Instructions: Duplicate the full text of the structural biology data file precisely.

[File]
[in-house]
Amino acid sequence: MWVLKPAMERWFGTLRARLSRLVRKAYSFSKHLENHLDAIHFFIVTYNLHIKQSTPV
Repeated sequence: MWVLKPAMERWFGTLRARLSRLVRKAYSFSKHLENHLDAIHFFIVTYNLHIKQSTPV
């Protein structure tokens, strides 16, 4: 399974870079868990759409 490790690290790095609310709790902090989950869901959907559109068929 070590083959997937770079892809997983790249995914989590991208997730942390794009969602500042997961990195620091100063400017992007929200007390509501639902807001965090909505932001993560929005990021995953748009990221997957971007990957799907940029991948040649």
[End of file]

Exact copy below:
[in-house]
Amino acid sequence: MWVLKPAMERWFGTLRARLSRLVRKAYSFSKHLENHLDAIHFFIVTYNLHIKQSTPV
Repeated sequence: MWVLKPAMERWFGTLRARLSRLVRKAYSFSKHLENHLDAIHFFIVTYNLHIKQSTPV
């Protein structure tokens, strides 16, 4: 399974870079868990759409 490790690290790095609310709790902090989950869901959907559109068929 070590083959997937770079892809997983790249995914989590991208997730942390794009969602500042997961990195620091100063400017992007929200007390509501639902807001965090909505932001993560929005990021995953748009990221997957971007990957799907940029991948040649």